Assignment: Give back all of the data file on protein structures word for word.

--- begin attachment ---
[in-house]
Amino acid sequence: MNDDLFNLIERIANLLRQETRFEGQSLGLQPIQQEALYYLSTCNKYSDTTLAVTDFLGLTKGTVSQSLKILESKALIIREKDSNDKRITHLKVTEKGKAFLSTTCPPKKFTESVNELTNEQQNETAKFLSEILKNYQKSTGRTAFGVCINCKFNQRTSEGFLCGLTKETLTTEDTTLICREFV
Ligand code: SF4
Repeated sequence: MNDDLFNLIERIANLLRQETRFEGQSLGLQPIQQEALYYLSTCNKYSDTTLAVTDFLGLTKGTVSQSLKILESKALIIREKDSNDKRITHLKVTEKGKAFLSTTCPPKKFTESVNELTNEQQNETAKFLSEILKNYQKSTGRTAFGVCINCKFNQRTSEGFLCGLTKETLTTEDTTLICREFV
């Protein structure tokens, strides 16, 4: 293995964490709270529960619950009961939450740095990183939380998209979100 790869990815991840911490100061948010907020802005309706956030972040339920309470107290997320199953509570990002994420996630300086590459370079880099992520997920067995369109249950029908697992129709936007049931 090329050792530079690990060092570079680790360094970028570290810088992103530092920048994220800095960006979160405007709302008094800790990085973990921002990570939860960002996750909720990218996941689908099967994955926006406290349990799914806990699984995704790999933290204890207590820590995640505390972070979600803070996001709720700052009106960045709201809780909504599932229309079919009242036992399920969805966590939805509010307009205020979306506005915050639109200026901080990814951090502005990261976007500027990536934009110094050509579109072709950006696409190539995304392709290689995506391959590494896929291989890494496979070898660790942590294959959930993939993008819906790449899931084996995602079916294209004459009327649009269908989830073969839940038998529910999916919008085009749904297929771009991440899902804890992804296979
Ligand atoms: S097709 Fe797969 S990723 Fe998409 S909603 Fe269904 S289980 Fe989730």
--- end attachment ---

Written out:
[in-house]
Amino acid sequence: MNDDLFNLIERIANLLRQETRFEGQSLGLQPIQQEALYYLSTCNKYSDTTLAVTDFLGLTKGTVSQSLKILESKALIIREKDSNDKRITHLKVTEKGKAFLSTTCPPKKFTESVNELTNEQQNETAKFLSEILKNYQKSTGRTAFGVCINCKFNQRTSEGFLCGLTKETLTTEDTTLICREFV
Ligand code: SF4
Repeated sequence: MNDDLFNLIERIANLLRQETRFEGQSLGLQPIQQEALYYLSTCNKYSDTTLAVTDFLGLTKGTVSQSLKILESKALIIREKDSNDKRITHLKVTEKGKAFLSTTCPPKKFTESVNELTNEQQNETAKFLSEILKNYQKSTGRTAFGVCINCKFNQRTSEGFLCGLTKETLTTEDTTLICREFV
């Protein structure tokens, strides 16, 4: 293995964490709270529960619950009961939450740095990183939380998209979100 790869990815991840911490100061948010907020802005309706956030972040339920309470107290997320199953509570990002994420996630300086590459370079880099992520997920067995369109249950029908697992129709936007049931 090329050792530079690990060092570079680790360094970028570290810088992103530092920048994220800095960006979160405007709302008094800790990085973990921002990570939860960002996750909720990218996941689908099967994955926006406290349990799914806990699984995704790999933290204890207590820590995640505390972070979600803070996001709720700052009106960045709201809780909504599932229309079919009242036992399920969805966590939805509010307009205020979306506005915050639109200026901080990814951090502005990261976007500027990536934009110094050509579109072709950006696409190539995304392709290689995506391959590494896929291989890494496979070898660790942590294959959930993939993008819906790449899931084996995602079916294209004459009327649009269908989830073969839940038998529910999916919008085009749904297929771009991440899902804890992804296979
Ligand atoms: S097709 Fe797969 S990723 Fe998409 S909603 Fe269904 S289980 Fe989730």